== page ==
"A delightful tale of sex and violence...'Sopranos'-style...slick, sophisticated fun." (Washington Post)

"Roller-coaster plotting." (Denver Post)

"Woods delivers his most riveting and glamorous Barrington novel yet." (Press Journal, Vero Beach, FL)Amazon.com Review
Suave, sophisticated Stone Barrington is a hero destined for the big screen. (Since Cary Grant is dead, Stone will have to be played by Bruce Willis, if he can keep his smirk under control.) He's certainly got the trappings: the Armani tuxedo too well-tailored to reveal the gun beneath the drape, the sexy sports cars, the beautiful women who never fail to throw themselves at him, the confident familiarity with a complicated wine list or French menu. And he's got friends in high places, which helps when you're looking for a beautiful woman who made a big impression on the slightly nerdy but nice software billionaire who hires Barrington to find her.

Between bedding the billionaire's chef in Palm Beach, hiding from the homicidal Mafia princess he almost married in Italy, and playing games with a Hollywood beauty whose young son may or may not be his very own child, Stone hardly has time to do the job he's been hired for. But when he does, he discovers that the object of his search is still another ex-lover, a woman he thought had been executed on a Caribbean island three years ago. All these women, and all these adventures, plus Stone's old pal Dino, a New York cop, will be familiar to readers of Woods's other Stone Barrington thrillers. This one has Woods's trademark narrative punch, solid pacing, and glossy, brand-name panache. If Judith Krantz wrote thrillers, this is what she'd turn out. But don't let that stop you. Cold Paradise is the perfect book for a hot day in the hammock or a long plane ride to a ritzy resort destination. The only real surprise is why Stone Barrington hasn't made it to the big (or small) screen yet. --Jane Adams ... Read more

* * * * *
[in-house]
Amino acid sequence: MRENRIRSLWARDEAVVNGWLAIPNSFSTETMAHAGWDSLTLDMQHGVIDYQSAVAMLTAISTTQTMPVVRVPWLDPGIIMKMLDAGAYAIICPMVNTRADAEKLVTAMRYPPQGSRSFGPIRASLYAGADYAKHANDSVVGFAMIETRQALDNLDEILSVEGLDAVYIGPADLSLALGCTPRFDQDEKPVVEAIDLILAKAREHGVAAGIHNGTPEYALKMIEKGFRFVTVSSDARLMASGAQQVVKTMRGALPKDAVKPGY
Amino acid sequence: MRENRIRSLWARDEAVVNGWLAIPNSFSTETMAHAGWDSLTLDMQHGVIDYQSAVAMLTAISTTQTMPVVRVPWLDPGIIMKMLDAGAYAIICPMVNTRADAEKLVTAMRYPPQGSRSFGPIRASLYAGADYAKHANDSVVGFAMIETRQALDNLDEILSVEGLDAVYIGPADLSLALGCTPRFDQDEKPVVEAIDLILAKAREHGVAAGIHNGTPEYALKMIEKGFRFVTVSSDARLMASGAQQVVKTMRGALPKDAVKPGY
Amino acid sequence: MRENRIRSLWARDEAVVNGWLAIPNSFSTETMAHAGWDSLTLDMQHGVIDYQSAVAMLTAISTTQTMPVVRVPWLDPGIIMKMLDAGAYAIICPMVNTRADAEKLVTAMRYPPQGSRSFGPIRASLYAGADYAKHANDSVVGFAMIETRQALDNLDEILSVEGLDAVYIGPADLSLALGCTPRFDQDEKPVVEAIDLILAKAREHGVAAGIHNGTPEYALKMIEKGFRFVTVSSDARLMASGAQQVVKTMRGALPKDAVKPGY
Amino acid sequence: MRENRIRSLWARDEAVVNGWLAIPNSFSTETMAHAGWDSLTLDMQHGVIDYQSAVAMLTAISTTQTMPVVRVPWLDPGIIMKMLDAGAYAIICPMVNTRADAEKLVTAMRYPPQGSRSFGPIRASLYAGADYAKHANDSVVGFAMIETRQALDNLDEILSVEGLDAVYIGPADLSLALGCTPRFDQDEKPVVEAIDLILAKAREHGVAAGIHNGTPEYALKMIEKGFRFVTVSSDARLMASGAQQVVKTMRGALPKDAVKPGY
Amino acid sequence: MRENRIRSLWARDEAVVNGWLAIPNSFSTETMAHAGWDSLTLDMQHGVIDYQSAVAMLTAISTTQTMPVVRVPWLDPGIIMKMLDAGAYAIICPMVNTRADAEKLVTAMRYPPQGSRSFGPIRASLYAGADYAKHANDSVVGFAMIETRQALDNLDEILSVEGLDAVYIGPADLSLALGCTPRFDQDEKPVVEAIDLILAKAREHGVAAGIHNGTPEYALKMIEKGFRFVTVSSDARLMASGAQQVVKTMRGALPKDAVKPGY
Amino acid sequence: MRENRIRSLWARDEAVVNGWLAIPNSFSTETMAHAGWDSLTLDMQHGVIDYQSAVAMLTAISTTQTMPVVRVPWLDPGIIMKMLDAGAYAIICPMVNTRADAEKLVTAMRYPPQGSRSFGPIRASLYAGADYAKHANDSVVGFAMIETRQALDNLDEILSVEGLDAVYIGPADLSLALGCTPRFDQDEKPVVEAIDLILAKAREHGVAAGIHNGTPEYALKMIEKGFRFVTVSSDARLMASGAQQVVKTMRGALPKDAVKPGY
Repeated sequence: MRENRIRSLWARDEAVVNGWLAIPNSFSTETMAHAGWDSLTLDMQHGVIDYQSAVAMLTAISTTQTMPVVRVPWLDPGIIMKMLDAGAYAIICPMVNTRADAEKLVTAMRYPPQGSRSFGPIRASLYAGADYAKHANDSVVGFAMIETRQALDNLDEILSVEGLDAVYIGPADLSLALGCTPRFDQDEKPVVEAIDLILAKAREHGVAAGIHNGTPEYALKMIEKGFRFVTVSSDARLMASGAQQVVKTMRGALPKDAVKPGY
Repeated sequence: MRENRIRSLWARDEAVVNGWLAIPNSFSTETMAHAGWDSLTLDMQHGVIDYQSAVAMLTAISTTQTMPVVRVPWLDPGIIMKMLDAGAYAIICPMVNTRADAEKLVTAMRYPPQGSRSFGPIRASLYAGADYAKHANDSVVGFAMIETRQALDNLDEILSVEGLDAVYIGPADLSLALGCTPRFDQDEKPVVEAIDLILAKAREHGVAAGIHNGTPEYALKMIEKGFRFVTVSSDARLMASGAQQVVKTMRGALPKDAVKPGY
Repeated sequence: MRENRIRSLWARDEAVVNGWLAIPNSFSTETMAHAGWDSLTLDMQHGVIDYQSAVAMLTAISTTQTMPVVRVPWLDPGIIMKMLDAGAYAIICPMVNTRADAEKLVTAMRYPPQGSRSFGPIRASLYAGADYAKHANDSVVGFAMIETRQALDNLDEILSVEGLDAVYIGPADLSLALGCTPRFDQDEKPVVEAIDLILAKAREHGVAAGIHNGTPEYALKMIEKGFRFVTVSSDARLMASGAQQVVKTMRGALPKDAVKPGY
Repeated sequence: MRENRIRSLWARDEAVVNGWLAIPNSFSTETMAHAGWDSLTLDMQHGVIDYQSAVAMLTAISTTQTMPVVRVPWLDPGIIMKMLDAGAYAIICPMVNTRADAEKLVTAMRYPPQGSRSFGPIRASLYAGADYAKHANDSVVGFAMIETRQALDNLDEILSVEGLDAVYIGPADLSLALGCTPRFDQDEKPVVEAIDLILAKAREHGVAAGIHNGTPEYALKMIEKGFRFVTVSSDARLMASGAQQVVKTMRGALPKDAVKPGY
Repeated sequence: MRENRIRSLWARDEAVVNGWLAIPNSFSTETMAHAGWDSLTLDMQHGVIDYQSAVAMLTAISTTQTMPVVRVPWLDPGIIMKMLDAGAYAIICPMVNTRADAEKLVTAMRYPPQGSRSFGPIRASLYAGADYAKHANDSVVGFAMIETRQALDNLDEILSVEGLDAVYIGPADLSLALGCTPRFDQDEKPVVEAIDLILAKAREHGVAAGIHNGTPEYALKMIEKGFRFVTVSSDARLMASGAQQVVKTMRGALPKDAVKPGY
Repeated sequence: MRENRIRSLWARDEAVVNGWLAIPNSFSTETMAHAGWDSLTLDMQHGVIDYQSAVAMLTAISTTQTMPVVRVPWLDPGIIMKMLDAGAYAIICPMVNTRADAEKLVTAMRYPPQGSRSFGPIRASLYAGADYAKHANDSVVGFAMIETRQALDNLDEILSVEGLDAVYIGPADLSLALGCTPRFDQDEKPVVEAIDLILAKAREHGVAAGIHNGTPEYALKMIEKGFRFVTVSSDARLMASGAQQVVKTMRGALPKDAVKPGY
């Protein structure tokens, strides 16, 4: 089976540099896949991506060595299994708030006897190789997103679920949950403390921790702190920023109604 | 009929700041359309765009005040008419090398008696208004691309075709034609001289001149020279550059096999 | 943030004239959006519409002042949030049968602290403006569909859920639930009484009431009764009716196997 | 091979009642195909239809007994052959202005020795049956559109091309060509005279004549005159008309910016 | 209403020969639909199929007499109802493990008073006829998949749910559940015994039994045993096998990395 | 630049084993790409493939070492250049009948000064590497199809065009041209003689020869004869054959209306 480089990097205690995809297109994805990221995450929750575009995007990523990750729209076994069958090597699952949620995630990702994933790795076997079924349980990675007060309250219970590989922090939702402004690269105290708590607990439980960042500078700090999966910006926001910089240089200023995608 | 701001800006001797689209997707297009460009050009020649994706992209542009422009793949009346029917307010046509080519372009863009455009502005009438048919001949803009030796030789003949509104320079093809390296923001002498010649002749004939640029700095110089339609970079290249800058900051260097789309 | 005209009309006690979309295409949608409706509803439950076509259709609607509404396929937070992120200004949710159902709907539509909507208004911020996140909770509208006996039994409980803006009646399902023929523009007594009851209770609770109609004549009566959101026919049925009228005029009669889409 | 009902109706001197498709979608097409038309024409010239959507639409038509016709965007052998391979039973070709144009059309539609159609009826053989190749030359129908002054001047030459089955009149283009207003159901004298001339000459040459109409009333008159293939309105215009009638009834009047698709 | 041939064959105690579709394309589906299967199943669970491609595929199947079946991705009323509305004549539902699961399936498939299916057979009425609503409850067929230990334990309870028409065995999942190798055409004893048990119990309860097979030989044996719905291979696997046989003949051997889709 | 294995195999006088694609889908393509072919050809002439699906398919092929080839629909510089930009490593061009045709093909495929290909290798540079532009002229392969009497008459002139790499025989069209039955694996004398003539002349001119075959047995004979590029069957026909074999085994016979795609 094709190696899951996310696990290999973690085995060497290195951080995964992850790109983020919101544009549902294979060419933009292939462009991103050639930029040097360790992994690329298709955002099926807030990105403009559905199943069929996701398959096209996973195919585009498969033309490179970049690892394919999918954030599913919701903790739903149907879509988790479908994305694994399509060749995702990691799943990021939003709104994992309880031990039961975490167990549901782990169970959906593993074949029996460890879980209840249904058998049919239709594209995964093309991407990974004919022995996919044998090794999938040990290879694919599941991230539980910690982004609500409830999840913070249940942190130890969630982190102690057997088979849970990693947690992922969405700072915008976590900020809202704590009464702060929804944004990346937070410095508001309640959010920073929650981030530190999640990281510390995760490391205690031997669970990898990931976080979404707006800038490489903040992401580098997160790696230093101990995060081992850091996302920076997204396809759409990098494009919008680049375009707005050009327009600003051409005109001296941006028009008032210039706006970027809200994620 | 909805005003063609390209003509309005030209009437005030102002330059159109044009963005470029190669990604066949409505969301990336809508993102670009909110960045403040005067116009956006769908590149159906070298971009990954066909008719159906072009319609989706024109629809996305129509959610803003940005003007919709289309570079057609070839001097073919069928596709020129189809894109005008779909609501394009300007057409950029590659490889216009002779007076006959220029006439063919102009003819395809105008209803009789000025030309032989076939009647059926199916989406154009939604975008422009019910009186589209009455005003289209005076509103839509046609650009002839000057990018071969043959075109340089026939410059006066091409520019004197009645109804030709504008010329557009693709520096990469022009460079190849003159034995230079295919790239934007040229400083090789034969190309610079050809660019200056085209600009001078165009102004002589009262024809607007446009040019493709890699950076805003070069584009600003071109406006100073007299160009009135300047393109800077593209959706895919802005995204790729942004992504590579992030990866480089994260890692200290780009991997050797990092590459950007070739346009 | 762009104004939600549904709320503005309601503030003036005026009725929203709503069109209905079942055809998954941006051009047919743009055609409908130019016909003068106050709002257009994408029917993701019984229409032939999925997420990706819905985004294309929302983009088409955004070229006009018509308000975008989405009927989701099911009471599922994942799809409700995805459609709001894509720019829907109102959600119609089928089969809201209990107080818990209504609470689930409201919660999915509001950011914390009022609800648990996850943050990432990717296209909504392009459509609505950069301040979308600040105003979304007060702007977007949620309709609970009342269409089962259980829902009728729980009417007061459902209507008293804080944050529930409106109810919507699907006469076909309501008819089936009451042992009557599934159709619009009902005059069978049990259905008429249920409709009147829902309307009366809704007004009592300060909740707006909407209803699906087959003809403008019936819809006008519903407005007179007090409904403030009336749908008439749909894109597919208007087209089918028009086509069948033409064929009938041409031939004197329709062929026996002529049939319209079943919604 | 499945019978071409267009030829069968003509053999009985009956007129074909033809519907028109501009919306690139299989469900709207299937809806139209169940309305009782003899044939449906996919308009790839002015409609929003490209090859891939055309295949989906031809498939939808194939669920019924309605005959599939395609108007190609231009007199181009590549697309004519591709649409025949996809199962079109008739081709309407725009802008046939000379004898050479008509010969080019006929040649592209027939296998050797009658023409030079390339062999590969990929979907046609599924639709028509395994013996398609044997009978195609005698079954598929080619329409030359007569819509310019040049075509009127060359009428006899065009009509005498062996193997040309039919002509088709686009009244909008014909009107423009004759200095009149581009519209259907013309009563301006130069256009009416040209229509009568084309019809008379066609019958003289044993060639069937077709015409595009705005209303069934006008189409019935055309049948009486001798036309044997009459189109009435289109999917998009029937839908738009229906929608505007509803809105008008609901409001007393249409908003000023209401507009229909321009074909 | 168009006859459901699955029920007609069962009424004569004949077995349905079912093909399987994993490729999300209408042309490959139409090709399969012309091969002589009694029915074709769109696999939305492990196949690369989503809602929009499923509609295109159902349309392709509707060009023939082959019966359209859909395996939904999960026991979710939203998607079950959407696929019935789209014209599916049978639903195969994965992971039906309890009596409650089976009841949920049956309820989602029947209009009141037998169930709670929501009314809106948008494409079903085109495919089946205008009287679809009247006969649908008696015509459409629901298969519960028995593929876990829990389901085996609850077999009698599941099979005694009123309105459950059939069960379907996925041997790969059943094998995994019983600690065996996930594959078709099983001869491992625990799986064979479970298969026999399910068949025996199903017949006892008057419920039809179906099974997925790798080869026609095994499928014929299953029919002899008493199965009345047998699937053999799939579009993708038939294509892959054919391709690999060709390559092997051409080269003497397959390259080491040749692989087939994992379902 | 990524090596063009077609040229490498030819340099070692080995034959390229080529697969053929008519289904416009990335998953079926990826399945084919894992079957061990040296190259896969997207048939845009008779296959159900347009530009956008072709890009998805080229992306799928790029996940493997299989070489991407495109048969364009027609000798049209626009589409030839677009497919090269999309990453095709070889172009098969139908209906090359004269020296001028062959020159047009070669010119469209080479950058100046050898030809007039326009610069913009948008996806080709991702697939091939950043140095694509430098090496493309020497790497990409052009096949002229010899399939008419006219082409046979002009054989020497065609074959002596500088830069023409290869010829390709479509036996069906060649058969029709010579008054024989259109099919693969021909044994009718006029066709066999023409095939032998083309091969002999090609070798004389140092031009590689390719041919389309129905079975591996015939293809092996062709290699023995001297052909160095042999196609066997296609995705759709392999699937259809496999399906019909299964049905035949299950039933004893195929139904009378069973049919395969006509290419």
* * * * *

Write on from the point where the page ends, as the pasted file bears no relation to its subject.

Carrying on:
Customer Reviews (67)

5-0 out of 5 stars Cold Paradise by Stuart Woods
When I recieved this book it was in great condition.I was very pleased with the timely fashion it was delivered and the beter than expected condition it was in.I'm a big fan of Stuart Woods and enjoy reading his books.

Lorraine - Yorktown Hgts. NY

4-0 out of 5 stars Keeps you guessing.
I guess I have to give this one 4 stars, I really can't see any reason not too.Did it blow me away, no.Did it keep me wanting to read more, were the characters great, was the ending worth reading the book...definitely!I want to read more of the Stone B. novels, but now want to start with the first one which is New York Dead.If you haven't read others though, this one is a great place to start.There are some past relationships mentioned that you'll figure out after a while, but other than that the author doesn't assume you know anything about the main character from previous books.Good read.

3-0 out of 5 stars Better but not his Best
The Margin